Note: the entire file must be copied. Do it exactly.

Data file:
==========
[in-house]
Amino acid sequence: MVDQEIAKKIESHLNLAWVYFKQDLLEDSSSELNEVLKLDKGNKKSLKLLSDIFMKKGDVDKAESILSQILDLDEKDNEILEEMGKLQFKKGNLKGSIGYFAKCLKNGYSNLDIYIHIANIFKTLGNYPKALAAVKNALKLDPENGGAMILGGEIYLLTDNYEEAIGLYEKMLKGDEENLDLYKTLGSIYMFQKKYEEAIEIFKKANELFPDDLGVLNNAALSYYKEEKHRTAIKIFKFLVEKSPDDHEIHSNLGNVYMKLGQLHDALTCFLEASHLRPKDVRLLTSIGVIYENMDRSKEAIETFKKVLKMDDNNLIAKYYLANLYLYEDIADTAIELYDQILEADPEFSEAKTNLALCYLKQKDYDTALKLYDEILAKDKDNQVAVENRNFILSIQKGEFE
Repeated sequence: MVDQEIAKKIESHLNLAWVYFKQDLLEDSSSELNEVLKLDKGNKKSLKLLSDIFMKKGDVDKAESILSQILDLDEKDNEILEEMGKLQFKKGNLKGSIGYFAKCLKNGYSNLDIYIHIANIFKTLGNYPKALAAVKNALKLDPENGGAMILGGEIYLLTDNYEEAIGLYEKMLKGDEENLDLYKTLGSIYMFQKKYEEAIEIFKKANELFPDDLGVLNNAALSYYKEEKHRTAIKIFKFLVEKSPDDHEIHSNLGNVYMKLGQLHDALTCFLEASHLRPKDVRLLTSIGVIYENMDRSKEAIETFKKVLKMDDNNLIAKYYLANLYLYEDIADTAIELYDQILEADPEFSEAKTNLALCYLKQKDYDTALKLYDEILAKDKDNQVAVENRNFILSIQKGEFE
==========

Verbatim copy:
[in-house]
Amino acid sequence: MVDQEIAKKIESHLNLAWVYFKQDLLEDSSSELNEVLKLDKGNKKSLKLLSDIFMKKGDVDKAESILSQILDLDEKDNEILEEMGKLQFKKGNLKGSIGYFAKCLKNGYSNLDIYIHIANIFKTLGNYPKALAAVKNALKLDPENGGAMILGGEIYLLTDNYEEAIGLYEKMLKGDEENLDLYKTLGSIYMFQKKYEEAIEIFKKANELFPDDLGVLNNAALSYYKEEKHRTAIKIFKFLVEKSPDDHEIHSNLGNVYMKLGQLHDALTCFLEASHLRPKDVRLLTSIGVIYENMDRSKEAIETFKKVLKMDDNNLIAKYYLANLYLYEDIADTAIELYDQILEADPEFSEAKTNLALCYLKQKDYDTALKLYDEILAKDKDNQVAVENRNFILSIQKGEFE
Repeated sequence: MVDQEIAKKIESHLNLAWVYFKQDLLEDSSSELNEVLKLDKGNKKSLKLLSDIFMKKGDVDKAESILSQILDLDEKDNEILEEMGKLQFKKGNLKGSIGYFAKCLKNGYSNLDIYIHIANIFKTLGNYPKALAAVKNALKLDPENGGAMILGGEIYLLTDNYEEAIGLYEKMLKGDEENLDLYKTLGSIYMFQKKYEEAIEIFKKANELFPDDLGVLNNAALSYYKEEKHRTAIKIFKFLVEKSPDDHEIHSNLGNVYMKLGQLHDALTCFLEASHLRPKDVRLLTSIGVIYENMDRSKEAIETFKKVLKMDDNNLIAKYYLANLYLYEDIADTAIELYDQILEADPEFSEAKTNLALCYLKQKDYDTALKLYDEILAKDKDNQVAVENRNFILSIQKGEFE